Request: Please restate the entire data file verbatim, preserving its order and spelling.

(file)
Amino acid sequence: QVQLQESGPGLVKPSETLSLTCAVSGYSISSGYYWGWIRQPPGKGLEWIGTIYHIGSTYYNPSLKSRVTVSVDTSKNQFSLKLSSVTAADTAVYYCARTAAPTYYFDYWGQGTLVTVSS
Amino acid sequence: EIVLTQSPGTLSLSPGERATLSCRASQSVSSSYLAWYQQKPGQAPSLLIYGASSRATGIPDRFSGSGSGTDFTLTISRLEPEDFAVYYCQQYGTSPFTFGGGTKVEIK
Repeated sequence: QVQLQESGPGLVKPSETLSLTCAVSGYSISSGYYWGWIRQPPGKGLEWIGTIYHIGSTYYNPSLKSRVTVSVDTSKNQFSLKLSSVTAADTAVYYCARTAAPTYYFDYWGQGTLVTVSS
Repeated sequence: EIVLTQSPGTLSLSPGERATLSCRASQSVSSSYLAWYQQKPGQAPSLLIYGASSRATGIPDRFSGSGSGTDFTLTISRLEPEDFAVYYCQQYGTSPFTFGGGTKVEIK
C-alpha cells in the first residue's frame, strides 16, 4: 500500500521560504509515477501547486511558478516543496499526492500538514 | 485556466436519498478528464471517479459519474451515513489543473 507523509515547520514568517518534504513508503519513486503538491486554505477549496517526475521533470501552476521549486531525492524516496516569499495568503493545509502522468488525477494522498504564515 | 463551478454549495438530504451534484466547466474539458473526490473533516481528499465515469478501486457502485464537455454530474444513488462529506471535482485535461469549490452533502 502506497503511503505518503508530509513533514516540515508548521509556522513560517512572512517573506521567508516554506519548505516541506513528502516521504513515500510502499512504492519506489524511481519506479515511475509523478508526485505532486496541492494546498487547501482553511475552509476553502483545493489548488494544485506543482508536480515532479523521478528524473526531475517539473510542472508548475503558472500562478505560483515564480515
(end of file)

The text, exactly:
Amino acid sequence: QVQLQESGPGLVKPSETLSLTCAVSGYSISSGYYWGWIRQPPGKGLEWIGTIYHIGSTYYNPSLKSRVTVSVDTSKNQFSLKLSSVTAADTAVYYCARTAAPTYYFDYWGQGTLVTVSS
Amino acid sequence: EIVLTQSPGTLSLSPGERATLSCRASQSVSSSYLAWYQQKPGQAPSLLIYGASSRATGIPDRFSGSGSGTDFTLTISRLEPEDFAVYYCQQYGTSPFTFGGGTKVEIK
Repeated sequence: QVQLQESGPGLVKPSETLSLTCAVSGYSISSGYYWGWIRQPPGKGLEWIGTIYHIGSTYYNPSLKSRVTVSVDTSKNQFSLKLSSVTAADTAVYYCARTAAPTYYFDYWGQGTLVTVSS
Repeated sequence: EIVLTQSPGTLSLSPGERATLSCRASQSVSSSYLAWYQQKPGQAPSLLIYGASSRATGIPDRFSGSGSGTDFTLTISRLEPEDFAVYYCQQYGTSPFTFGGGTKVEIK
C-alpha cells in the first residue's frame, strides 16, 4: 500500500521560504509515477501547486511558478516543496499526492500538514 | 485556466436519498478528464471517479459519474451515513489543473 507523509515547520514568517518534504513508503519513486503538491486554505477549496517526475521533470501552476521549486531525492524516496516569499495568503493545509502522468488525477494522498504564515 | 463551478454549495438530504451534484466547466474539458473526490473533516481528499465515469478501486457502485464537455454530474444513488462529506471535482485535461469549490452533502 502506497503511503505518503508530509513533514516540515508548521509556522513560517512572512517573506521567508516554506519548505516541506513528502516521504513515500510502499512504492519506489524511481519506479515511475509523478508526485505532486496541492494546498487547501482553511475552509476553502483545493489548488494544485506543482508536480515532479523521478528524473526531475517539473510542472508548475503558472500562478505560483515564480515